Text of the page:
Friday, June 1, 2012

Fortitude Valley State School

One of the oldest still operating state schools in Queensland has recently celebrated its 150th anniversary. The Fortitude Valley State School was opened in March 1861, operating firstly from the Foresters' Hall on the corner of Ann and Brunswick St, now the site of the Royal George Hotel. Here is a photograph that shows the early school building.
(Photo: http://www.fortvallss.eq.edu.au/)

By 1867 the school had well and truly outgrown the one-roomed rented premises, and moved to purpose-built accommodation in Brookes St. It is a testament to the local community that over £100 was collected by subscription to supplement the government's cost of building the school. The new brick building was designed by Benjamin Backhouse, and consisted of two storeys.
(Photo: DERM, 2009)

As the Fortitude Valley area flourished further room became necessary, and in 1874 RJ Suter was called upon to design another school building. This one was also brick, and was built in Brookes St between the Backhouse building and the Valley police station. The male pupils were moved to the new building while the girls and infants remained.
Photo & Video Sharing by SmugMug
(Photo: DERM, 2009)

Further changes that evolved over the years allowed the inclusion of an infants' wing and classes for "Opportunity" students. In 1950 a new building was erected on the other side of the railway line from the earlier buildings. This brought about co-ed classes and the incorporation of the infants' school into the main school body, with the Opportunity students housed in a separate annexe. 
(Photo: © Ray Thurlow)

Fortitude Valley State School now operates out of only the 1950 building, with the other two remaining buildings now privately owned and heritage protected.

(Note: the original text has been altered to correct some factual errors).


Click here for a Google Map.

tff  


2 comments:

  1. Let me be the first to comment, if only to correct/clarify a couple of points: The Fortitude Valley State School began as a National School (ie government) in 1861 in the rented "shed" that is shown in Photo #1. The seat of education ie the school per se (not the buildings)is BRISBANE'S OLDEST SURVIVING AND STILL OPERATING STATE SCHOOL. It is not Queensland's oldest.
    Photo #2 is the first purpose-built school and opened in 1867. It was decommissioned as a school at year's end in 1949. It functioned firstly as a "mixed" gender school until the boys were moved in 1874 to a new school house which was built between the Valley Police Station and the 1867 building. See your photo #4. From 1887/88 the 1876 building became the Fortitude Valley Girls' School and remained as such until 1949.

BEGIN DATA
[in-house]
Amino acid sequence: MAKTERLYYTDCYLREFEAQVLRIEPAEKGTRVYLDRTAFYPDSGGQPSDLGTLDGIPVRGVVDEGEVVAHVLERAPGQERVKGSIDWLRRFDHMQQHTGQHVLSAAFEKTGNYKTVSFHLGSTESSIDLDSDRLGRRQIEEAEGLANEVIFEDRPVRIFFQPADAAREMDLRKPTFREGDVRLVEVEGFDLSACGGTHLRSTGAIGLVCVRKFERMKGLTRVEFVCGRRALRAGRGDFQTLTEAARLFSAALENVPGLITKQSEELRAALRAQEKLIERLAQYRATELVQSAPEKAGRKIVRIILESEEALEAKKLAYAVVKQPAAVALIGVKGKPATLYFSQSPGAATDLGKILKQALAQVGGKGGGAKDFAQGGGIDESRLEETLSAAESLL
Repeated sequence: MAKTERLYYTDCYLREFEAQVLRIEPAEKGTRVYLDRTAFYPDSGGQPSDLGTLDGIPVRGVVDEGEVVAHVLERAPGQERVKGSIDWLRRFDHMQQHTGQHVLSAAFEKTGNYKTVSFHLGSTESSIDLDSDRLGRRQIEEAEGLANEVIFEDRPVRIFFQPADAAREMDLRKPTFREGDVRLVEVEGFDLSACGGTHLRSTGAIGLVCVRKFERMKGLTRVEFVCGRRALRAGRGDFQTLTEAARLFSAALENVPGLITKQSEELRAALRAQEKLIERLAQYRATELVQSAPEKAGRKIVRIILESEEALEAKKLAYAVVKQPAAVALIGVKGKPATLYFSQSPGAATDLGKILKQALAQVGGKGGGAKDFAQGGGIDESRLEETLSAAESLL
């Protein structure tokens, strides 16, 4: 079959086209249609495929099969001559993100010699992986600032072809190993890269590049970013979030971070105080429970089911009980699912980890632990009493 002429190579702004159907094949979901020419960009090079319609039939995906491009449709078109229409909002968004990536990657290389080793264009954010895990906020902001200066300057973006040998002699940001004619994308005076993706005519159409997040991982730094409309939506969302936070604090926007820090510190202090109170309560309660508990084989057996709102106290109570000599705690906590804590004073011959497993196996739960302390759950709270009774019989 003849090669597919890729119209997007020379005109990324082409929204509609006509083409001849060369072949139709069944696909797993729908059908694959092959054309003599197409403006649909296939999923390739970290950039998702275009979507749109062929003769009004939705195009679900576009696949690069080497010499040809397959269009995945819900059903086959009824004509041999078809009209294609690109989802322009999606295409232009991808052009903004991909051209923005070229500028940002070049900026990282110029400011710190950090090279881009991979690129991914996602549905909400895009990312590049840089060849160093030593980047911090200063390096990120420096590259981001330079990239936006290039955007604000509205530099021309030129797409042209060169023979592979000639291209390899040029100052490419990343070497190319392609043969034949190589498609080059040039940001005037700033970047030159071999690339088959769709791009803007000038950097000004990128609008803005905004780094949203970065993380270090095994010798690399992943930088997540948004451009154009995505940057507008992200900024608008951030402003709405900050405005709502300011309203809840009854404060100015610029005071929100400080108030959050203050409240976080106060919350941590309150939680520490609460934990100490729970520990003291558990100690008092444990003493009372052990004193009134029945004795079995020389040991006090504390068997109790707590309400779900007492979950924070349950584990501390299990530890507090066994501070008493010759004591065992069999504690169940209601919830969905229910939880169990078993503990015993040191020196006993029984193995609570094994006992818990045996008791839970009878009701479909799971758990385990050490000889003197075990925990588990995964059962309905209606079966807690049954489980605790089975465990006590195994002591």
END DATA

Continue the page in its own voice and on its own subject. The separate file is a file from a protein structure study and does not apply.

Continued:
Your photo #4 was the first Boys'(only) School. The second Boy's (only) School was built in 1886 and occupied circa May 1887 whereupon the infants transferred from the girls' department to the vacated (first) Boys' School. The infants remained there until June 1951 when they amalgamated with the "mixed" or co-ed school in a new building that opened in January 1950.
    The second Boys' School (1887) included Opportunity mixed gender classes from 1923 separate from the mainstream boys. The Fortitude Valley Opportunity School was under the umbrella of the mainstream school and did not exist as a separate entity until 1951/52 when it occupied an annexe behind the 1876-built school house.
    The second Boys' School (1887) was dismantled and removed in 1948/49 when a new school building replaced the 1887 school house from 1950 - see your photo #3.
    Your paragraph beginning "Further development occurred in 1887" incorrectly references the 1874 building.
    The sentence "The former boys' school building is still operating as a state primary school" is incorrect too.
    The 1867 building was occupied by the Correspondence School (no children in attendance) for a number of years after closure of the Girls' School and before being occupied by the State Emergency Service.

    ReplyDelete
  2. This comment from TeamT arrived while I was overseas and didn't have the means to check the detail in my original post about this terrific old school.

    I thank the writer for taking the time to provide such full information.

    It appears that I have indeed mistaken the various buildings and the timeline of the school's history.

    Naturally, I want the blog to be accurate in its descriptions and I have done my best to correct the post.

    ReplyDelete

Related Posts Plugin for WordPress, Blogger...